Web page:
An example of the proposed geoengineering project. By blocking off the warm water that would otherwise eat away at the glacier's base, further sea level rise might be preventable.
But other, more feasible options could also be effective. For example, building a smaller wall that blocks about 50% of warm water from reaching the glacier would have about a 70% chance of preventing a runaway collapse, while constructing a series of isolated, 1,000-foot-tall columns on the seafloor as supports had about a 30% chance of success.
Still, the authors note that the frigid waters of the Antarctica present unprecedently challenging conditions for such an ambitious geoengineering project. They were also sure to caution that their encouraging results shouldn't be seen as reasons to neglect other measures that would cut global emissions or otherwise combat climate change.
"There are dishonest elements of society that will try to use our research to argue against the necessity of emissions' reductions. Our research does not in any way support that interpretation," they wrote.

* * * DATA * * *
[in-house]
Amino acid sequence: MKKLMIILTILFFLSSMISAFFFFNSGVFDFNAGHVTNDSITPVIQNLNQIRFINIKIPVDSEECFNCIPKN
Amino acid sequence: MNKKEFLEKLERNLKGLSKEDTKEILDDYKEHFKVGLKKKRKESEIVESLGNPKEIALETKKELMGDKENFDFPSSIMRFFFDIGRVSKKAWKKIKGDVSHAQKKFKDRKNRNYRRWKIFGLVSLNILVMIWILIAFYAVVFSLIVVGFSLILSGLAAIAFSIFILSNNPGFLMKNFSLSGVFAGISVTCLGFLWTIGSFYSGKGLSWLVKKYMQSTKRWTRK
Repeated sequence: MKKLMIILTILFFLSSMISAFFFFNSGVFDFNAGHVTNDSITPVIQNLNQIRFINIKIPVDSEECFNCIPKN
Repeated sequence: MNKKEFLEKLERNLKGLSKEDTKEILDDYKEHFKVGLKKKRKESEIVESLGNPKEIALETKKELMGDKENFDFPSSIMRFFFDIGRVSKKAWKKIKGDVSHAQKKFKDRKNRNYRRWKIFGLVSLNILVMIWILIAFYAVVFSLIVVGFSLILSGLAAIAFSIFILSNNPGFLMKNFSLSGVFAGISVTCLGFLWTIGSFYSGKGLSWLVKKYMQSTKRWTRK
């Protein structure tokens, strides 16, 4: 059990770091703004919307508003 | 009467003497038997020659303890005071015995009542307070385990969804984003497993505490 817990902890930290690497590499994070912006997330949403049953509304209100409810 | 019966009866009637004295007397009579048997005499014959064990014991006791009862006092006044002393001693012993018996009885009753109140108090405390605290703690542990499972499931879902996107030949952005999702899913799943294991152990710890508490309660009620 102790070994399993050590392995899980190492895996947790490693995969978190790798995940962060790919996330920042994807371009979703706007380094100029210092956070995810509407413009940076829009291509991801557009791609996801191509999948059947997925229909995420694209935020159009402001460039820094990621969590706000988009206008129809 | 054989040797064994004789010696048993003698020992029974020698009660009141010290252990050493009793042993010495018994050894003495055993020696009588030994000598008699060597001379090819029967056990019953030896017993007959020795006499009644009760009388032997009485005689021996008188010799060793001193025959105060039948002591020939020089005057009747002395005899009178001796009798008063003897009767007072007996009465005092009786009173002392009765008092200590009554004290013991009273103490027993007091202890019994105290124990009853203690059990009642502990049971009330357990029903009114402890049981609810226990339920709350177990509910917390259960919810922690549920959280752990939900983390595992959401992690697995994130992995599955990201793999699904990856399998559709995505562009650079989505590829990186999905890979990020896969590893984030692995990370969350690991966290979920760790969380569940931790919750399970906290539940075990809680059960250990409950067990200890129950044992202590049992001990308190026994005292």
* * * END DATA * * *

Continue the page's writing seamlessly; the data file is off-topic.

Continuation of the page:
"The more carbon we emit, the less likely it becomes that the ice sheets will survive in the long term at anything close to their present volume."
A 2015 report from the National Academies of Sciences, Engineering, and Medicine illustrates the potentially devastating effects of ice-shelf melting in western Antarctica.
"As the oceans and atmosphere warm, melting of ice shelves in key areas around the edges of the Antarctic ice sheet could trigger a runaway collapse process known as Marine Ice Sheet Instability. If this were to occur, the collapse of the West Antarctic Ice Sheet (WAIS) could potentially contribute 2 to 4 meters (6.5 to 13 feet) of global sea level rise within just a few centuries."